The present invention relates generally to data processing systems and in particular to order management systems. Still more particularly, the present invention relates to a computer implemented method, apparatus, and computer program product for real-time identification of sub-assemblies containing nested parts.

2. Description of the Related Art

Modern manufacturing often involves a multi-tiered assembly process. First, a set of parts is assembled together into sub-assemblies. Second, the sub-assemblies are further assembled into more complex sub-assemblies. The process of using sub-assemblies to create larger sub-assemblies continues until a finished product is created. Thus, the finished product may be a complex structure comprised of multiple, nested sub-assemblies. For example, a hard drive may be part of a drive tray sub-assembly, the drive tray sub-assembly may be part of a drawer sub-assembly, and the drawer sub-assembly may be part of a completed server.

When parts are deeply nested in a sub-assembly or a finished product, it is important to be able to locate the highest-level sub-assembly containing a specific part. For example, when a specific part is discovered to be defective, it is useful to be able to locate all of the highest-level sub-assemblies containing the defective part in order to replace the defective part.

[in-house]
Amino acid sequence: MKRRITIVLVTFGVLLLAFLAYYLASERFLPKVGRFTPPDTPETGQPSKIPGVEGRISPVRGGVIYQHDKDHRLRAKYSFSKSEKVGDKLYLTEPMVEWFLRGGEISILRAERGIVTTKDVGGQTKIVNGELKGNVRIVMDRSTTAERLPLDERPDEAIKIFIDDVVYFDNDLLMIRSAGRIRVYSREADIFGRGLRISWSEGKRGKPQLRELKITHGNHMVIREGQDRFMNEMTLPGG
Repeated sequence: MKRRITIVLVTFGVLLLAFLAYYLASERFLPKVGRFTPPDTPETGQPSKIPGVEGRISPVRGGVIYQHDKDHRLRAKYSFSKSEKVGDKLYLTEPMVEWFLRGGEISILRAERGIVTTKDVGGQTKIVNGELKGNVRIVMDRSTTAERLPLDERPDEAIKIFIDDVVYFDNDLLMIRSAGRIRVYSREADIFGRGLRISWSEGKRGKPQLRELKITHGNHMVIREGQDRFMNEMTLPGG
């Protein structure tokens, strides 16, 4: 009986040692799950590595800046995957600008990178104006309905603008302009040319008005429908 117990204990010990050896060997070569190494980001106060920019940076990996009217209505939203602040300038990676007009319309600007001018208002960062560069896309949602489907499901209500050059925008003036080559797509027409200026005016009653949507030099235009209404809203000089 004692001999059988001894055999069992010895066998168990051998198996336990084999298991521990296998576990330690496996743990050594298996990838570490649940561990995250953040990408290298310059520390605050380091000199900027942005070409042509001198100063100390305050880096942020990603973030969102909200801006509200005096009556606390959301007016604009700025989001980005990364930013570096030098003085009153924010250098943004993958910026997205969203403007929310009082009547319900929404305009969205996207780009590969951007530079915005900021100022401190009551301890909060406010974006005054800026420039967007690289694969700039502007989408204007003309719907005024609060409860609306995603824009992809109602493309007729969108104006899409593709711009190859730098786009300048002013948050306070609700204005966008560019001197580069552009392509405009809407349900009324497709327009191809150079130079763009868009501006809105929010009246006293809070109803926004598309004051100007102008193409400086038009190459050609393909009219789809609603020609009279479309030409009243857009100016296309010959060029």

Currently, software applications are used to perform a post-production analysis to determine which products contain specific parts. The post-production analysis recursively analyzes sub-assemblies to determine the highest-level products containing a specific part. Because the analysis is performed post-production rather than in real-time, the analysis is performed when the parts have already been assembled into a finished product.

SUMMARY OF THE INVENTION

The different embodiments described herein provide a computer implemented method, apparatus, and computer program product for managing an ancestry tree. An order to build a product is received. The ancestry tree is created. The ancestry tree comprises a set of nodes, wherein each node represents a part of the product. A request to determine a higher level sub-assembly containing a specific part is received. The node of the specific part is located in the ancestry tree. An ancestor pointer in the node of the specific part is returned. The ancestor pointer indicates a higher level sub-assembly containing the part.